Social media
Sharing images and videos of suicide and accident victims is a disturbing social media trend Reuters

Students at Bournemouth University photographed the suicide of a fellow student, an coroner's inquest was told on Thursday (19 March).

Paul Millgate, 20, a psychology student at Bournemouth University, jumped 100ft to his death after breaking up with his girlfriend.

PC Emily Rowberry told the inquest into Millgate's death that she was concerned by the behaviour of students who witnessed the death.

"I shouted for people to move away from the windows and close their curtains. I was shocked to see cameras flashing as people then took pictures and video," she said. "I was worried pictures might appear on social media before we had time to inform the family."

Paul Millgate suicide victim
Paul Millgate took his own life on 4 April 2014. Source: Facebook

The inquest was also told that after he fell, Millgate could be seen from 400 flats in the block, and witnesses continued to photograph paramedics who treating him.

Dorset coroner Sheriff Payne ruled that Millgate took his own life.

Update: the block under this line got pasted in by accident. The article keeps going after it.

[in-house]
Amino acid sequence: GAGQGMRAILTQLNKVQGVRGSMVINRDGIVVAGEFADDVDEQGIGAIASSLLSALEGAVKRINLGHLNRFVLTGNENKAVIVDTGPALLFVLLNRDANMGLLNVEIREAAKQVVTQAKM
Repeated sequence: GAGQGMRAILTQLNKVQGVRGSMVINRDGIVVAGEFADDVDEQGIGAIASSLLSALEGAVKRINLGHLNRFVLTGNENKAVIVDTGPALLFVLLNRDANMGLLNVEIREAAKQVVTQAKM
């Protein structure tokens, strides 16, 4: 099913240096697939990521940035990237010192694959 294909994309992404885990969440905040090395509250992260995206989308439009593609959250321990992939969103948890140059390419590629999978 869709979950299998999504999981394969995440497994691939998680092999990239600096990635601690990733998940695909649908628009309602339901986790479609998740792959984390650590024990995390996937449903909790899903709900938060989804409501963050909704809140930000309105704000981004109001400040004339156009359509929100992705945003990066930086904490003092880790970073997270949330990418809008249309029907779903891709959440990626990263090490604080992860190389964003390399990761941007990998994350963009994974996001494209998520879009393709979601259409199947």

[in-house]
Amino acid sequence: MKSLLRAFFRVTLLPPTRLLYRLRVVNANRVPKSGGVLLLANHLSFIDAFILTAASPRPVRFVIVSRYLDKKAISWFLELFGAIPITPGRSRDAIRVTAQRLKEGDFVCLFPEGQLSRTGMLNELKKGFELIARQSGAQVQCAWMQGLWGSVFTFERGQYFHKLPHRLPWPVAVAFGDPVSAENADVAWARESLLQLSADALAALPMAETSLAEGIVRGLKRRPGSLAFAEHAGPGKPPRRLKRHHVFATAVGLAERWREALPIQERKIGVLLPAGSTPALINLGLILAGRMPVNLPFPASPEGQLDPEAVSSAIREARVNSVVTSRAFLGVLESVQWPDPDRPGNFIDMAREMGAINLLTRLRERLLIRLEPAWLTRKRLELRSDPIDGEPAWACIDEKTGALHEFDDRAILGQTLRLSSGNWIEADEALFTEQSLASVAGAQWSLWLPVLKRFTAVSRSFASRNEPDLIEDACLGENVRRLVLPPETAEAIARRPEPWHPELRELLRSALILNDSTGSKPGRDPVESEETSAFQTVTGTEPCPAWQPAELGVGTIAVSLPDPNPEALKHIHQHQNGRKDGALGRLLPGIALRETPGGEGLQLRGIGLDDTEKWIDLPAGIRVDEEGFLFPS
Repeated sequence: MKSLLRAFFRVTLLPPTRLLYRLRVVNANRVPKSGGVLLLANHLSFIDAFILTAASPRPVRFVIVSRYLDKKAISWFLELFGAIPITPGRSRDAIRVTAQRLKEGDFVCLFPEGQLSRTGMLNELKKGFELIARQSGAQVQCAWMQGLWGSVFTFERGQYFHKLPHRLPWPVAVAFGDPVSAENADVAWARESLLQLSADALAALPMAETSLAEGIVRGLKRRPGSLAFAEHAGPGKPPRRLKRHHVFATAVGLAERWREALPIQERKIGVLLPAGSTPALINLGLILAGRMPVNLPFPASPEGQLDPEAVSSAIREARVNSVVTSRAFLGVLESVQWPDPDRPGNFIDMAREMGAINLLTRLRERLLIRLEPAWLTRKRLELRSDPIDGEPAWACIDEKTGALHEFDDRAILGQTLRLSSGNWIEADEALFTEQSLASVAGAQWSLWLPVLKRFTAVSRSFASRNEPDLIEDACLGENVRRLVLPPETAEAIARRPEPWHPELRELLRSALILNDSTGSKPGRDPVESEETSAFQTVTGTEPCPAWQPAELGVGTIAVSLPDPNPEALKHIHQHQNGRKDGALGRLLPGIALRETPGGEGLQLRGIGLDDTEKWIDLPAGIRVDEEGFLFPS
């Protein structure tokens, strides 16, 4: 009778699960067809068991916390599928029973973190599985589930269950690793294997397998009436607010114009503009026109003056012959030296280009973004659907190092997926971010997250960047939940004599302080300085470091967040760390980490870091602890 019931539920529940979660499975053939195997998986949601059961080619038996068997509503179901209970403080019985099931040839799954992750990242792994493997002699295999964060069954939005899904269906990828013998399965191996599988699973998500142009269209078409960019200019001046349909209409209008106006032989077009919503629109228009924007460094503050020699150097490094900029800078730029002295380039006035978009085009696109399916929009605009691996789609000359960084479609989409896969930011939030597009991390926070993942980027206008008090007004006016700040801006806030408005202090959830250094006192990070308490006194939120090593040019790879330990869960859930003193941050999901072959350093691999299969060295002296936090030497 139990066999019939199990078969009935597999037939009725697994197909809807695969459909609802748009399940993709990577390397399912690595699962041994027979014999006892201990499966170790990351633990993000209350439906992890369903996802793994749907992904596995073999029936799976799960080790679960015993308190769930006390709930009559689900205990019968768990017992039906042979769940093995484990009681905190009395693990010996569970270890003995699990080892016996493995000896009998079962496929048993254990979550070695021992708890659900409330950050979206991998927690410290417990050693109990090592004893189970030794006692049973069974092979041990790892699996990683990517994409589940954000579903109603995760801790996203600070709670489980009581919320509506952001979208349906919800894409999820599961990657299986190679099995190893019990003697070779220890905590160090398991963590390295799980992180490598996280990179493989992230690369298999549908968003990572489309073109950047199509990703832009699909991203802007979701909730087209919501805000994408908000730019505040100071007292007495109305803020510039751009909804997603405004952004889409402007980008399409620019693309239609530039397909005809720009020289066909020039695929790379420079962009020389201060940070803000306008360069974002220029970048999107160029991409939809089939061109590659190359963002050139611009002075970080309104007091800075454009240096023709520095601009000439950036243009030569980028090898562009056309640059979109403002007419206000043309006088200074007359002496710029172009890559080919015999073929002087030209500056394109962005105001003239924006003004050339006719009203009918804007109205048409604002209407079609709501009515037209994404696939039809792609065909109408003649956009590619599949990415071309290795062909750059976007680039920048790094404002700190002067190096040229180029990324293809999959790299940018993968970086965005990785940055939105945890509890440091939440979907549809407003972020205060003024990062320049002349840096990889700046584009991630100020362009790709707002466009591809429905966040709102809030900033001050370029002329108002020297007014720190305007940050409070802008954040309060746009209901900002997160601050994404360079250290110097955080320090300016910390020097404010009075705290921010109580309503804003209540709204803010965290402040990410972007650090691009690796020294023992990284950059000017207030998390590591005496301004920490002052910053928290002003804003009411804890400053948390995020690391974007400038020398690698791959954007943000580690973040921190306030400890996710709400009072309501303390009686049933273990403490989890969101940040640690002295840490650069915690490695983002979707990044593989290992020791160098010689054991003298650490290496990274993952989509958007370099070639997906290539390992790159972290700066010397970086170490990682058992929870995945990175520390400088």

Suicide on social media

Witnesses photographing and videoing suicide attempts appear to be a growing trend.

In Telford, Shropshire a man in his 20s has been questioned and released by police, following the death of Ian Lam.

Lam jumped to his death from a multistorey car park last Saturday.

The man – who has not been identified – is alleged to have shouted at Lam before he jumped.

Police say they are keen to speak to groups of teenagers who are also believed to have shouted at 42-year-old Lam before he jumped last Saturday. Witnesses were also seen filming and photographing Lam before his death.

An inquest into Lam's death is scheduled for Wednesday (25 March).

Sharing images and video of suicide attempts and deaths is not confined to the UK. Images of a Russian teenager falling to his death from a crane are being widely circulated and can be viewed on a UK newspaper website.

Facebook is implementing a scheme to contact users who may be at risk of suicide, if one of their friends reports a concern. The system is to be rolled out in the US, but Facebook says it is working on its international expansion.

The Samaritans provides a free support service for those who need to talk to someone. It can be contacted through its website or on 08457 90 90 90, 24 hours a day, 365 days a year. Call charges apply.